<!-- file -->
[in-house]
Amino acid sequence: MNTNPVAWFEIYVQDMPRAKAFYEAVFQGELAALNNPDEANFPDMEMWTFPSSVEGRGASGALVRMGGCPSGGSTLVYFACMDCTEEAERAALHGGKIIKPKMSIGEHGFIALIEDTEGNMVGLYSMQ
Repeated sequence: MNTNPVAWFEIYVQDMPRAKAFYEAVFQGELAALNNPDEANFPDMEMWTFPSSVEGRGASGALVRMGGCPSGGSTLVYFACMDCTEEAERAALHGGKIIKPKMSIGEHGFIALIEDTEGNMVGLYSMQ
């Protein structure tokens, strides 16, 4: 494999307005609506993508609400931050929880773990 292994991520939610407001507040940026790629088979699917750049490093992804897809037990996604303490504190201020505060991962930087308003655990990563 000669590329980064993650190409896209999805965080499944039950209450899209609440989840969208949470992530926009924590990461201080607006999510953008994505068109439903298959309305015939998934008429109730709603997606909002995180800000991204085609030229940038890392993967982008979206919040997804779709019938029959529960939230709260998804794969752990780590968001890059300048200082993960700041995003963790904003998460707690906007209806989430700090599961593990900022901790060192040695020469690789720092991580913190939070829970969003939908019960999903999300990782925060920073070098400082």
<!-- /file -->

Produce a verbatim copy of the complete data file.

[in-house]
Amino acid sequence: MNTNPVAWFEIYVQDMPRAKAFYEAVFQGELAALNNPDEANFPDMEMWTFPSSVEGRGASGALVRMGGCPSGGSTLVYFACMDCTEEAERAALHGGKIIKPKMSIGEHGFIALIEDTEGNMVGLYSMQ
Repeated sequence: MNTNPVAWFEIYVQDMPRAKAFYEAVFQGELAALNNPDEANFPDMEMWTFPSSVEGRGASGALVRMGGCPSGGSTLVYFACMDCTEEAERAALHGGKIIKPKMSIGEHGFIALIEDTEGNMVGLYSMQ
């Protein structure tokens, strides 16, 4: 494999307005609506993508609400931050929880773990 292994991520939610407001507040940026790629088979699917750049490093992804897809037990996604303490504190201020505060991962930087308003655990990563 000669590329980064993650190409896209999805965080499944039950209450899209609440989840969208949470992530926009924590990461201080607006999510953008994505068109439903298959309305015939998934008429109730709603997606909002995180800000991204085609030229940038890392993967982008979206919040997804779709019938029959529960939230709260998804794969752990780590968001890059300048200082993960700041995003963790904003998460707690906007209806989430700090599961593990900022901790060192040695020469690789720092991580913190939070829970969003939908019960999903999300990782925060920073070098400082």